Ch. 7 Debtor Must Turn Over Funds He Withdrew From Exempt IRA

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By Diane Davis

Sept. 6 — A Chapter 7 debtor who withdrew more than $129,000 in exempt retirement funds after no one objected to his claimed exemption must turn over that money to the bankruptcy trustee, a district court in Texas held Aug. 29 ( Hawk v. Engelhart (In re Hawk), 2016 BL 280924, S.D. Tex., No. H-15-914, 8/29/16 ).

Judge Melinda Harmon of the U.S. District Court for the Southern District of Texas concluded, on an issue of first impression, that the Fifth Circuit's holding in Viegelahn v. Frost (In re Frost), 744 F.3d 384 (5th Cir. 2014) (26 BBLR 390, 3/20/14) , requires debtors withdrawing funds from their exempt Individual Retirement Accounts (IRAs) to roll over those funds into another exempt IRA account within 60 days under Texas Property Code 42.0021(c) to retain their exemption from the bankruptcy estate and creditors.

In Frost, because a debtor sold his homestead and did not reinvest the proceeds in another homestead within six months, under Texas law, the proceeds were no longer exempt from the estate, the court said.

The court agreed with the bankruptcy court's reasoning and analogy of this case with Frost, and held that a debtor has a “continuing duty to maintain the status quo of exempt property during the pendency of the bankruptcy case.” Funds that were removed from an exempt IRA account during the pendency of the bankruptcy estate for living expenses automatically became property of the bankruptcy estate once they lost their exempt status under state law when debtor Gregory Hawk failed to meet the state law's 60-day reinvestment requirement, the court said.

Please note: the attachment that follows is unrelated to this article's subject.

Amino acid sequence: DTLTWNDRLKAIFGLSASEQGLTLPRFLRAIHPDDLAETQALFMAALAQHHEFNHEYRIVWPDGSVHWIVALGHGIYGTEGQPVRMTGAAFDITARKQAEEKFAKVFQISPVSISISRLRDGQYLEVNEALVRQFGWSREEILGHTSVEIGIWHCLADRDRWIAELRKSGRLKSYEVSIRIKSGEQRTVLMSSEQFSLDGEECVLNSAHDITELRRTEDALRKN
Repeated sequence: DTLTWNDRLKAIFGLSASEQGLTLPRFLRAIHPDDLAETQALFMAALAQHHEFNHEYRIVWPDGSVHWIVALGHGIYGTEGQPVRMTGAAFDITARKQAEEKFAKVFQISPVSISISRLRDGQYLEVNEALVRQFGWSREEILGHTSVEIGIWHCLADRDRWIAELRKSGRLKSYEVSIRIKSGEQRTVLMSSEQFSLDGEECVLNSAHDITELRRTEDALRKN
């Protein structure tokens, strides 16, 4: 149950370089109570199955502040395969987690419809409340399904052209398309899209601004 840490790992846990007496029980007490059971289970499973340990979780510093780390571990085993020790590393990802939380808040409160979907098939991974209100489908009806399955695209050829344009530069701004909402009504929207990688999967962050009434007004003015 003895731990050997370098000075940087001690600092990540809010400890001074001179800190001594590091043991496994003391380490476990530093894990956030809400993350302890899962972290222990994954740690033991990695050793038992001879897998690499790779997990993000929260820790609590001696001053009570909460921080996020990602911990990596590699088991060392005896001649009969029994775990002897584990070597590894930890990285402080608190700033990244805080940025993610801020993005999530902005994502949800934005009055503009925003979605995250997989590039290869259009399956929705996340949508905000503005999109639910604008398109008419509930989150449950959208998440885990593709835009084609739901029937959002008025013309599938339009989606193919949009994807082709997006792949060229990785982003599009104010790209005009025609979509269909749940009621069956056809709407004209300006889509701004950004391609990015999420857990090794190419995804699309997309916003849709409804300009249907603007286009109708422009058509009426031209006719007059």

Hawk elected to exempt two IRA accounts totaling approximately $164,900 under Texas Property Code Ann. § 42.0021(a), when he filed for Chapter 7 protection. In Chapter 7 bankruptcy, a debtor's nonexempt assets are liquidated by a trustee, and the proceeds are distributed to creditors.

The trustee filed a “no asset” case report and proposed abandoning all assets not claimed as exempt. The debtor then withdrew all of the funds in one IRA account but didn't reinvest or “roll over” any of them into a new exempt IRA account but used the money to pay for living expenses.

The bankruptcy court concluded that because the funds weren't reinvested within 60 days of being withdrawn, they became non-exempt and property of the bankruptcy estate which the trustee was entitled to distribute to creditors.

The district court affirmed the bankruptcy's court's ruling.

William P. Haddock, Houston, represented debtors Gregory D. Hawk, also known as Greg Hawk, and Marcie H. Hawk, also known as Marcie Ruelle Hawk, Marcie H. Hawk; John F. Higgins, IV, and Aaron J. Power, Porter Hedges LLP, Houston, represented appellee Chapter 7 Trustee Eva S. Engelhart.

To contact the reporter on this story: Diane Davis in Washington at ddavis@bna.com

To contact the editor responsible for this story: Jay Horowitz at jhorowitz@bna.com

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